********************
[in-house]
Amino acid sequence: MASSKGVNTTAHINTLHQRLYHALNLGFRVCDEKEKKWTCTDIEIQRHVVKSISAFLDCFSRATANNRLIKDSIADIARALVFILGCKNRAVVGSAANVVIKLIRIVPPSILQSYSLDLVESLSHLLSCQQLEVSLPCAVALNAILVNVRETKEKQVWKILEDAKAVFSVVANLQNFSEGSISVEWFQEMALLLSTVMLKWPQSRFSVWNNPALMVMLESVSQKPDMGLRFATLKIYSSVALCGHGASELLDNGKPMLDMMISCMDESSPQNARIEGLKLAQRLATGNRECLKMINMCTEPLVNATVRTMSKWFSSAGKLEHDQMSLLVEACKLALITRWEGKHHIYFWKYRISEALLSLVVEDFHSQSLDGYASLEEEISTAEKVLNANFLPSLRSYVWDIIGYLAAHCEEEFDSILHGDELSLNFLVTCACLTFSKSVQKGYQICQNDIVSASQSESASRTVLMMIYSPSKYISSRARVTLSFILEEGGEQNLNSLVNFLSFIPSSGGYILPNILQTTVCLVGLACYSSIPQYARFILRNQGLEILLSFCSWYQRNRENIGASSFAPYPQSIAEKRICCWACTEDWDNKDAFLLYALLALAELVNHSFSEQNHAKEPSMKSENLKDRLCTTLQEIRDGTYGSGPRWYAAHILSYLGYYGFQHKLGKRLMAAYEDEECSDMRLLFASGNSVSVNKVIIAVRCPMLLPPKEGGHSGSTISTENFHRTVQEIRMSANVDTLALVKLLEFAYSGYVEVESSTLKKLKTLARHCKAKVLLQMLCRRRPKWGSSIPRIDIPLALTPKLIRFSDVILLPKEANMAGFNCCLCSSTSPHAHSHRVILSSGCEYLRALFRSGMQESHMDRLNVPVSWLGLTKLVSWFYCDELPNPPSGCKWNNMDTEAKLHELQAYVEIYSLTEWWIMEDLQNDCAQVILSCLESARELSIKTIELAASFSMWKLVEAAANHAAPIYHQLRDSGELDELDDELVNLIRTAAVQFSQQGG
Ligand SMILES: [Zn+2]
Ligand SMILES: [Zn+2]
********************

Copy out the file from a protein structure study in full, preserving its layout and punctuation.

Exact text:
[in-house]
Amino acid sequence: MASSKGVNTTAHINTLHQRLYHALNLGFRVCDEKEKKWTCTDIEIQRHVVKSISAFLDCFSRATANNRLIKDSIADIARALVFILGCKNRAVVGSAANVVIKLIRIVPPSILQSYSLDLVESLSHLLSCQQLEVSLPCAVALNAILVNVRETKEKQVWKILEDAKAVFSVVANLQNFSEGSISVEWFQEMALLLSTVMLKWPQSRFSVWNNPALMVMLESVSQKPDMGLRFATLKIYSSVALCGHGASELLDNGKPMLDMMISCMDESSPQNARIEGLKLAQRLATGNRECLKMINMCTEPLVNATVRTMSKWFSSAGKLEHDQMSLLVEACKLALITRWEGKHHIYFWKYRISEALLSLVVEDFHSQSLDGYASLEEEISTAEKVLNANFLPSLRSYVWDIIGYLAAHCEEEFDSILHGDELSLNFLVTCACLTFSKSVQKGYQICQNDIVSASQSESASRTVLMMIYSPSKYISSRARVTLSFILEEGGEQNLNSLVNFLSFIPSSGGYILPNILQTTVCLVGLACYSSIPQYARFILRNQGLEILLSFCSWYQRNRENIGASSFAPYPQSIAEKRICCWACTEDWDNKDAFLLYALLALAELVNHSFSEQNHAKEPSMKSENLKDRLCTTLQEIRDGTYGSGPRWYAAHILSYLGYYGFQHKLGKRLMAAYEDEECSDMRLLFASGNSVSVNKVIIAVRCPMLLPPKEGGHSGSTISTENFHRTVQEIRMSANVDTLALVKLLEFAYSGYVEVESSTLKKLKTLARHCKAKVLLQMLCRRRPKWGSSIPRIDIPLALTPKLIRFSDVILLPKEANMAGFNCCLCSSTSPHAHSHRVILSSGCEYLRALFRSGMQESHMDRLNVPVSWLGLTKLVSWFYCDELPNPPSGCKWNNMDTEAKLHELQAYVEIYSLTEWWIMEDLQNDCAQVILSCLESARELSIKTIELAASFSMWKLVEAAANHAAPIYHQLRDSGELDELDDELVNLIRTAAVQFSQQGG
Ligand SMILES: [Zn+2]
Ligand SMILES: [Zn+2]